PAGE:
Oadby


Oadby

Coordinates: 52°35′55″N 1°04′35″W / 52.5987°N 1.0763°W / 52.5987; -1.0763

Oadby
Oadby is located in Leicestershire
Oadby

 Oadby shown within Leicestershire
Population 22,729 
OS grid reference SK625005
District Oadby and Wigston
Shire county Leicestershire
Region East Midlands
Country England
Sovereign state United Kingdom
Post town LEICESTER
Postcode district LE2
Dialling code 0116
Police Leicestershire
Fire Leicestershire
Ambulance East Midlands
EU Parliament East Midlands
UK Parliament Harborough
List of places: UK • England • Leicestershire

Oadby is a town within the borough of Oadby and Wigston, in Leicestershire, England. It is to the east of Wigston Magna, and to the southeast of Leicester. Oadby forms part of the Leicester Urban Area, and is situated on the A6 road.

The town is most famous for Leicester Racecourse, situated on the border between Oadby and Leicester, and the University of Leicester Botanic Garden. It is also the home of the Beauchamp College, and halls of residence for the University of Leicester.

Contents

History

Angles, Danes and Normans

There has been a habitation in Oadby since an Anglian settlement in the year 550[citation needed] In 1760, on Brocks Hill, evidence of an Anglian burial ground was discovered[citation needed] The Middle Angles came under the rule of the kings of Mercia and were later conquered by the Danish invaders. Oadby is one of seventy Danish settlements in Leicestershire ending with "-by"[citation needed], which means village or settlement. Its name probably came from Old Norse Auðarbýr = "Auði's settlement". Danish rule continued until 920, when King Alfred the Great won his battles against the Danes: the Oadby area is supposed to be the site of at least one of these battles.

In 1086, Oadby's name was recorded as Aldebi. The name then changed to Oladebi, Outherby, Onderby[citation needed] and, finally, Oadby. When King Harold was defeated, William the Conqueror gave Oadby to Hugh de Grandmesnil, Governor of Leicestershire, who founded the parish church of Oadby on the site of the present St Peter's Church.

Modern times

The observatory

In January 1817, Oadby was the scene of a mass riot. 400 people were involved and haystacks were set ablaze. The Leicester Cavalry and a regiment of dragoons were called out to quell the riot and three were imprisoned.[1]

Oadby remained a small settlement until the late nineteenth century when it became a fashionable suburb for the factory-owners of Leicester's shoe and stocking manufacturers. Many substantial houses were built, some of which are now used by the University of Leicester. Leicester's trams terminated at the edge of the city, as the A6 entered Oadby. (The old tram shed can still be seen on the West side of the A6 by the City of Leicester sign, though it has a different function now, being used as vehicular storage for a Leicester grammar school.)

Stoughton Road in Oadby contains 2 sets of houses of historical interest. Some of the Framework Knitters Homes date back to 1909, while the North Memorial Homes, financed by Sir Jonathan North (former Mayor of Leicester) were built in 1927 and opened in the same year by the Prince of Wales.[2] As well as a series of houses, the North Memorial Homes site also houses the North Memorial Hall, built in a neo-Georgian style, which has been leased to Oadby Evangelical Free Church since 1974.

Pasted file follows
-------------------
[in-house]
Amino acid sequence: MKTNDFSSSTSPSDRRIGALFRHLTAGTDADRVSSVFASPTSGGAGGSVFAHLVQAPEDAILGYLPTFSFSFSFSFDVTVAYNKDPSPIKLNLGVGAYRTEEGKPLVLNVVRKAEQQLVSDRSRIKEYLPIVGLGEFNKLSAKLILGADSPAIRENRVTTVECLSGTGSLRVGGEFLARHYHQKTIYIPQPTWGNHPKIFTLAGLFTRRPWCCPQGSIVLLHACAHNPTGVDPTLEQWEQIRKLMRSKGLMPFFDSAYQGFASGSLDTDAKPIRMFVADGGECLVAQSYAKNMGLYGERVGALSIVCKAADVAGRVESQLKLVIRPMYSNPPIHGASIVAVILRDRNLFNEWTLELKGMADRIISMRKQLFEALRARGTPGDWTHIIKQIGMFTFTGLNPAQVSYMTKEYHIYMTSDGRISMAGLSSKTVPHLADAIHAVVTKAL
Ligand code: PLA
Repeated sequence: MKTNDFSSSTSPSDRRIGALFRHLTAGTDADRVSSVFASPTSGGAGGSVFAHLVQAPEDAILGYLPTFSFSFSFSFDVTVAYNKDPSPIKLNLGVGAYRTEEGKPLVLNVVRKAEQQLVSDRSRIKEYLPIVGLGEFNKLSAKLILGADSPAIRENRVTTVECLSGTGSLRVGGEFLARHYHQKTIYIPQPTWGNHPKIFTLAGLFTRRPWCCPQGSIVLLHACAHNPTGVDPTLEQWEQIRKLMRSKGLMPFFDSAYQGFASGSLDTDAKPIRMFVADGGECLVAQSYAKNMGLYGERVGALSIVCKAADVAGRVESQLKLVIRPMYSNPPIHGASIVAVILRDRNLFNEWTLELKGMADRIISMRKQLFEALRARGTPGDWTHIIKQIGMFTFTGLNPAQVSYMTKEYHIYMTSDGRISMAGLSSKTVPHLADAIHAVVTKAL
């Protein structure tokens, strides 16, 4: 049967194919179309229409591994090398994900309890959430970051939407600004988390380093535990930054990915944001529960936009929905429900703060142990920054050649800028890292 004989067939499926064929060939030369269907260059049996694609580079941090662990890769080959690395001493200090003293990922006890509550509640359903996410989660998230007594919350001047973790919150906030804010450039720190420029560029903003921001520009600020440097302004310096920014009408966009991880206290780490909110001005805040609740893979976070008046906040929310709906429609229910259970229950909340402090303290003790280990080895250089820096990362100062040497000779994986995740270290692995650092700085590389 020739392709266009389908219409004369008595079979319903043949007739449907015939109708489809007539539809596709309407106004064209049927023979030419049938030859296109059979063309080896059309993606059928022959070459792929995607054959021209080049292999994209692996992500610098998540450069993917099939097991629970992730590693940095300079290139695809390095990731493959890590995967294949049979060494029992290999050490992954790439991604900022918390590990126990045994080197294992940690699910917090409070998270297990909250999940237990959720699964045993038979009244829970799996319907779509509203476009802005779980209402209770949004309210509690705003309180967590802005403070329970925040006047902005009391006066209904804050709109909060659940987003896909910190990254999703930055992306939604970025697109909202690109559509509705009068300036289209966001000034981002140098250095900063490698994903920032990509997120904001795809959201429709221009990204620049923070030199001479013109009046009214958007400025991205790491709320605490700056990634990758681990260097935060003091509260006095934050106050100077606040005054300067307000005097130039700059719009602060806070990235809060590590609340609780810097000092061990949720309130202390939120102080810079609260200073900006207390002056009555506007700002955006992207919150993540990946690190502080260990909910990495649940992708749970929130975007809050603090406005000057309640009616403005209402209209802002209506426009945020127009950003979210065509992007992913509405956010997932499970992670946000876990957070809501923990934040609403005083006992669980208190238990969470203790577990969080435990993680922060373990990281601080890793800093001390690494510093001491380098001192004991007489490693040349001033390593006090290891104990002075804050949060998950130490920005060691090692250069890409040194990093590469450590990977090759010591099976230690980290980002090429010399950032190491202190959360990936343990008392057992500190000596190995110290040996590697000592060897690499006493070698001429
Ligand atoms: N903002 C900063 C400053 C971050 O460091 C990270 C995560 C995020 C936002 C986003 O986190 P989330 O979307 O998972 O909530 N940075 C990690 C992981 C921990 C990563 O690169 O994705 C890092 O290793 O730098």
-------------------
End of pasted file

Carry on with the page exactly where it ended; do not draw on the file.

Expansion of Oadby took place rapidly in the twentieth century and is still continuing in 2007. Many residential developments have been constructed so that the population in 2001 reached 22,729.[3]

Oadby today

Oadby today is a predominantly residential area. The success of Beauchamp College makes Oadby an attractive location for families with children. As is increasingly the case throughout Leicestershire, Oadby has a diverse population, ethnically and by religion. In 2001 approximately 55 percent of the total population of 22679 identified themselves as Christian, about 11 percent as Hindu, about 8 percent as Sikh and 6 percent as Muslim (19% were of no religion or "religion not stated").[4]

Major employers in Oadby are the schools, Asda, Sainsbury's and the shops in the centre of the town.

Invicta Plastics until recently had a large manufacturing site on the Harborough Road in Oadby, where they once manufactured the popular Mastermind Game. The red noses for the bi-annual Red Nose Day appeal of the Comic Relief charity were also made by Invicta Plastics in Oadby. Invicta Plastics moved all operations in Oadby to Braunstone Frith in Leicester and closed their site.

A Waitrose food store opened in 2010 on the former Invicta site.[5]

There is an Industrial Estate with a variety of types of business.

Sport and culture

The local football club Oadby Town F.C. play in the Midland Football Alliance league. Leicester Tigers, the premiership rugby union club, train at their centre at Oval Park on the Wigston Road, Oadby.

Oadby's other local football club is Oadby Owls FC, who cater for many ages up to under-18s. They play at the municipal Coombe Park and are a very popular football club in Leicester. The club is known to be very successful around the Leicestershire area.

Current famous residents include recent child prodigy Yagnesh Jadavji, named in a BBC documentary by Robert Winston, as being the youngest British citizen to create a MENSA accepted brain teaser. John Deacon, bass player of the influential rock group Queen, was born and grew up in Oadby.

External links

Religious organisations in Oadby

Transport

Oadby is served by Arriva Leicester services 31 (Severn Road), 31A (Coombe Rise), 80/80A (UniLinx) and X3, Centrebus service 40 circle line and Stagecoach Northampton service X7.

References


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